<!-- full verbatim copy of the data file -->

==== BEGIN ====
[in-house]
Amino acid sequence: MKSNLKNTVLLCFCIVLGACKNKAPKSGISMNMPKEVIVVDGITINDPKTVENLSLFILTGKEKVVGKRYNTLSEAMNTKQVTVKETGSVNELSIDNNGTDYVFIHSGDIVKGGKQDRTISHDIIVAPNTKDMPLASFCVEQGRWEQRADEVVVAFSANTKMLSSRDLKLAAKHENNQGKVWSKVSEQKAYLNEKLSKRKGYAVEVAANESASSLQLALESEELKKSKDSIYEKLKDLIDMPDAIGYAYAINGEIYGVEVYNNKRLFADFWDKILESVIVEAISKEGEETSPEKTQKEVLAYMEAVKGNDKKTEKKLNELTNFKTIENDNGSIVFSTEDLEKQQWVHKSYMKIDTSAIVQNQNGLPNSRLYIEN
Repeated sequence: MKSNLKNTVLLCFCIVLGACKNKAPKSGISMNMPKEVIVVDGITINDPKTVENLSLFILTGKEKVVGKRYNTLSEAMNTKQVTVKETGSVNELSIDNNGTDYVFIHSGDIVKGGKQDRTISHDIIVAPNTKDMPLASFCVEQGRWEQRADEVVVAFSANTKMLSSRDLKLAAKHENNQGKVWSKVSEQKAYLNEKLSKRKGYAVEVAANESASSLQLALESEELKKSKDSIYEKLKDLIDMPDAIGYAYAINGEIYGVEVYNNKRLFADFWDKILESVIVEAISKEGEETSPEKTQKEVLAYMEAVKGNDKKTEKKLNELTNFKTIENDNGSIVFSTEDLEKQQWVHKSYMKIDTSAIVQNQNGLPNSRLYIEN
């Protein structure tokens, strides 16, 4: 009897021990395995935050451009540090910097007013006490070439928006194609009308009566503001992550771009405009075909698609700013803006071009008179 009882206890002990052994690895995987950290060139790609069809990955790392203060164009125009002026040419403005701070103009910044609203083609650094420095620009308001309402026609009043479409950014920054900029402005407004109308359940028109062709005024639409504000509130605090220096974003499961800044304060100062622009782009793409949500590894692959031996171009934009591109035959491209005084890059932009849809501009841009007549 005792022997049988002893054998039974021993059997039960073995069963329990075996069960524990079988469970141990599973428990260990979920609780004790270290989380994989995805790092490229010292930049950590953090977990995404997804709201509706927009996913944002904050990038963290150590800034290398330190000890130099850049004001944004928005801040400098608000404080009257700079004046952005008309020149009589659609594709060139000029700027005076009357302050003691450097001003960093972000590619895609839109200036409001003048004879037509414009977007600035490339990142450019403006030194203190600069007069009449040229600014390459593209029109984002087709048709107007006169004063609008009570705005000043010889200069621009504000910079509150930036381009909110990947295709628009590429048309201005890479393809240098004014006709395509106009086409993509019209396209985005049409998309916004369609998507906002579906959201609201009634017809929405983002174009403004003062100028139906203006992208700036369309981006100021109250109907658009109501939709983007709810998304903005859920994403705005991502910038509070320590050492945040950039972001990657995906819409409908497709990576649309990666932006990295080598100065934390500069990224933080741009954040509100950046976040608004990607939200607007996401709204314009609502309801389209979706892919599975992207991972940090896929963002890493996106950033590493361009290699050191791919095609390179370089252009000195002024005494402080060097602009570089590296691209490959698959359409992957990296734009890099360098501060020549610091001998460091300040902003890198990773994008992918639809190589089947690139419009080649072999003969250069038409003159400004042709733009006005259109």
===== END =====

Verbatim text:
[in-house]
Amino acid sequence: MKSNLKNTVLLCFCIVLGACKNKAPKSGISMNMPKEVIVVDGITINDPKTVENLSLFILTGKEKVVGKRYNTLSEAMNTKQVTVKETGSVNELSIDNNGTDYVFIHSGDIVKGGKQDRTISHDIIVAPNTKDMPLASFCVEQGRWEQRADEVVVAFSANTKMLSSRDLKLAAKHENNQGKVWSKVSEQKAYLNEKLSKRKGYAVEVAANESASSLQLALESEELKKSKDSIYEKLKDLIDMPDAIGYAYAINGEIYGVEVYNNKRLFADFWDKILESVIVEAISKEGEETSPEKTQKEVLAYMEAVKGNDKKTEKKLNELTNFKTIENDNGSIVFSTEDLEKQQWVHKSYMKIDTSAIVQNQNGLPNSRLYIEN
Repeated sequence: MKSNLKNTVLLCFCIVLGACKNKAPKSGISMNMPKEVIVVDGITINDPKTVENLSLFILTGKEKVVGKRYNTLSEAMNTKQVTVKETGSVNELSIDNNGTDYVFIHSGDIVKGGKQDRTISHDIIVAPNTKDMPLASFCVEQGRWEQRADEVVVAFSANTKMLSSRDLKLAAKHENNQGKVWSKVSEQKAYLNEKLSKRKGYAVEVAANESASSLQLALESEELKKSKDSIYEKLKDLIDMPDAIGYAYAINGEIYGVEVYNNKRLFADFWDKILESVIVEAISKEGEETSPEKTQKEVLAYMEAVKGNDKKTEKKLNELTNFKTIENDNGSIVFSTEDLEKQQWVHKSYMKIDTSAIVQNQNGLPNSRLYIEN
């Protein structure tokens, strides 16, 4: 009897021990395995935050451009540090910097007013006490070439928006194609009308009566503001992550771009405009075909698609700013803006071009008179 009882206890002990052994690895995987950290060139790609069809990955790392203060164009125009002026040419403005701070103009910044609203083609650094420095620009308001309402026609009043479409950014920054900029402005407004109308359940028109062709005024639409504000509130605090220096974003499961800044304060100062622009782009793409949500590894692959031996171009934009591109035959491209005084890059932009849809501009841009007549 005792022997049988002893054998039974021993059997039960073995069963329990075996069960524990079988469970141990599973428990260990979920609780004790270290989380994989995805790092490229010292930049950590953090977990995404997804709201509706927009996913944002904050990038963290150590800034290398330190000890130099850049004001944004928005801040400098608000404080009257700079004046952005008309020149009589659609594709060139000029700027005076009357302050003691450097001003960093972000590619895609839109200036409001003048004879037509414009977007600035490339990142450019403006030194203190600069007069009449040229600014390459593209029109984002087709048709107007006169004063609008009570705005000043010889200069621009504000910079509150930036381009909110990947295709628009590429048309201005890479393809240098004014006709395509106009086409993509019209396209985005049409998309916004369609998507906002579906959201609201009634017809929405983002174009403004003062100028139906203006992208700036369309981006100021109250109907658009109501939709983007709810998304903005859920994403705005991502910038509070320590050492945040950039972001990657995906819409409908497709990576649309990666932006990295080598100065934390500069990224933080741009954040509100950046976040608004990607939200607007996401709204314009609502309801389209979706892919599975992207991972940090896929963002890493996106950033590493361009290699050191791919095609390179370089252009000195002024005494402080060097602009570089590296691209490959698959359409992957990296734009890099360098501060020549610091001998460091300040902003890198990773994008992918639809190589089947690139419009080649072999003969250069038409003159400004042709733009006005259109």